Now depression often arises from a variety of things. It can come as a result of losing someone or something we deeply value, a husband, wife, a close friend, a prized possession. Sometimes it is a reaction to such things as the death of a loved one, the loss of a job, a severe personal setback. Did you notice that the reason for Elijah’s depression was three fold? I mean he failed at the point where would have considered him to be strongest. He was a man of courage yet his courage now failed him. Why? Well, notice that,


There is something about victory that elates, that takes you off your guard, that leaves you open to the devastating arrows of Satan. My .... its a short distance from the Mountain of Victory to the valley of Despair.

Here’s a man who has just achieved one of the most remarkable victories for the cause of God on Carmel, under the juniper tree saying, “O Lord .... fathers.” What in the world happened? Where is the Elijah of Mount Carmel? Where is the Elijah who stood before Ahab the apostate king and pointed his finger toward him and said, “Its not going to rain until I say so.”

My .... are we reading about the same man? Those of you who are interested in sport know that you are most vulnerable to the opposition when you score. Is it not the same in the spiritual realm? When have Satan’s attacks been the strongest? After a time of blessing, after some great spiritual victory. Have you never found yourself after some spiritual victory in what John Bunyan calls “ the slough of despond?” My .... are up times vulnerable times for you? A.


Elijah had no faith because he was filled with fear and he was filled with fear because he had taken his eyes off the Lord. When Jezebel’s threat reached him we are told significantly, “And when he saw that he arose, and went for his life,” ( 19:3) He’s leaving town and running from one woman. Oh, that he had replied as Chrysostom did when he received a threatening message from the Empress Eudoxis, “Go tell her Majesty that I fear nothing but sin.” Now up until now Elijah had always waited on God’s Word. ( 17:2, 8,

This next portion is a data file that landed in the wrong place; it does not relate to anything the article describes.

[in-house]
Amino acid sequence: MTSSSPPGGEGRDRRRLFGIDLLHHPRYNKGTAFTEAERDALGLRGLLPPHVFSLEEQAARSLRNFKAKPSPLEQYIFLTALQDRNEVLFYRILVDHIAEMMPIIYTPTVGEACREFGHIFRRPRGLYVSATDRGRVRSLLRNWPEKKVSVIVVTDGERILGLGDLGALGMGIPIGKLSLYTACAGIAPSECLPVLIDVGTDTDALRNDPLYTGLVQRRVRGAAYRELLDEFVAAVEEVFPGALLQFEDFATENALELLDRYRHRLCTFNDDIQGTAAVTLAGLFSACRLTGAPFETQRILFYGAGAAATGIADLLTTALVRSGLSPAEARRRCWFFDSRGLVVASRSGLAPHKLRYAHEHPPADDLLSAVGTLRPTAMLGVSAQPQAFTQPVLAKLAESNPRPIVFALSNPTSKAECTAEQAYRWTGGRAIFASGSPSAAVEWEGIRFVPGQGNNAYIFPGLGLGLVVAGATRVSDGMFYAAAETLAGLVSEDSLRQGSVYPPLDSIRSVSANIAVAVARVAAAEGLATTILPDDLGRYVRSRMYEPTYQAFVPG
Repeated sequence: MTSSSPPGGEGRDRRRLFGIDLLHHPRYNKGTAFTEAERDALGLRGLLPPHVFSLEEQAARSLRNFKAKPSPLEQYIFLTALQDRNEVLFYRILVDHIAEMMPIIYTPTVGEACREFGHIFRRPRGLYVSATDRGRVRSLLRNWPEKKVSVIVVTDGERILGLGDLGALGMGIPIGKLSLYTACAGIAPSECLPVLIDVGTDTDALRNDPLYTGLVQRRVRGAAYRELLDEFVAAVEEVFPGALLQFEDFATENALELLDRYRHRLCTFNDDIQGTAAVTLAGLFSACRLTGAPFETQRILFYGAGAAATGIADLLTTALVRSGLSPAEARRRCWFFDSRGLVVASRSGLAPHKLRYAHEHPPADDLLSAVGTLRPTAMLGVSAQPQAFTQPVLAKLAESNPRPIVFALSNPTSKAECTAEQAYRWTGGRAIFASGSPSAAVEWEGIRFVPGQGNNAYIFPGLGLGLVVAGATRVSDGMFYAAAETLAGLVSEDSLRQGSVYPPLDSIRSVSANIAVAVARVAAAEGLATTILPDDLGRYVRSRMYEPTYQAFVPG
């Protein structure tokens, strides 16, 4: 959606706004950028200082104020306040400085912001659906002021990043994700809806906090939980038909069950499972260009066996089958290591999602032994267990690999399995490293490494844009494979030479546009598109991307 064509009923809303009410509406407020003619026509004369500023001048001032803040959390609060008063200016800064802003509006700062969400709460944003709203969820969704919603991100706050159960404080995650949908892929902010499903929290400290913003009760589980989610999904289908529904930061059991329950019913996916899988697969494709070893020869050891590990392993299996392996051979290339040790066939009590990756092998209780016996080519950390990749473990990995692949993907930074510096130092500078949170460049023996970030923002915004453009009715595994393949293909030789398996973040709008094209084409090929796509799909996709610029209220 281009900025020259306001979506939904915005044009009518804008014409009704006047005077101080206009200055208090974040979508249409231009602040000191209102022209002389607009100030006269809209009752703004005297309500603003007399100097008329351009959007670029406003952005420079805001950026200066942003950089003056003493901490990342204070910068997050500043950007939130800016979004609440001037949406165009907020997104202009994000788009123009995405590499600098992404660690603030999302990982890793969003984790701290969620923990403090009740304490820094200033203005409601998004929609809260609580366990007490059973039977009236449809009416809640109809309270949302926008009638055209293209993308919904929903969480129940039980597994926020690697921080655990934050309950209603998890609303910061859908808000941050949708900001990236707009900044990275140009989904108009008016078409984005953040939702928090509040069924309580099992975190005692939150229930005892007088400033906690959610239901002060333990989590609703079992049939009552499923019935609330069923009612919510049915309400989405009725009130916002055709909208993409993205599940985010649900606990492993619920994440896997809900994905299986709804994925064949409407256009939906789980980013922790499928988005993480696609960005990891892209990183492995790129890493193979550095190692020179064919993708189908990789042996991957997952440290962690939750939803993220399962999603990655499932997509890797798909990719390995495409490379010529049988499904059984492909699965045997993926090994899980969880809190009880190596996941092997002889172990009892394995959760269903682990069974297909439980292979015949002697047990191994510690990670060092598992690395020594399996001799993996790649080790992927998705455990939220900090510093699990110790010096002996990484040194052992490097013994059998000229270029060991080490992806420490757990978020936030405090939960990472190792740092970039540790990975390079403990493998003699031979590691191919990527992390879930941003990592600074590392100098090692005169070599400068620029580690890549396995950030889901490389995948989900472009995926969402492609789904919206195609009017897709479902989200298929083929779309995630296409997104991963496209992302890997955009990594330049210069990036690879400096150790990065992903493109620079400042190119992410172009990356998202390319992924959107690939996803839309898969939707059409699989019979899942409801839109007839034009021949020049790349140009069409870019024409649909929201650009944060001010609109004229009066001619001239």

18:1) Up until now God’s Word had been directing him but now he has no Divine word to rest upon. Till now the only person that filled his vision was Jehovah, now he was looking through the wrong end of the telescope and his perspective was greatly distorted. My .... Elijah looked at the circumstances and not at the Lord. Do you recall Peter? “But when he saw the wind boisterous he was afraid and beginning to sink he cried, saying, Lord save me.” ( Matt 14:30)

You see, the moment we take our eyes off the source of our courage we lose it. We’ll slip on a spiritual banana peel. We’ll sprawl in our faith. Our feet will begin to sink, our hope will vanish, our comfort will disappear. Why? Because we have taken our eyes off the Lord ! My .... are you in the slough of despondency? Is it because your vision has been misdirected? Is it because you’ve taken your eyes off the Lord? A. B.


Look if you will at ( 19:10) What a C.V. Elijah had, but this achievement had taken its toll. He was exhausted.

George Whitefield was once asked if he did not get tired of his work. He said “I sometimes get tired on the way, but I never get tired off the way.” How did Elijah come to this place of frustration, fear, futility, fatigue and failure? Well,

1. He was Over-Taxed Physically: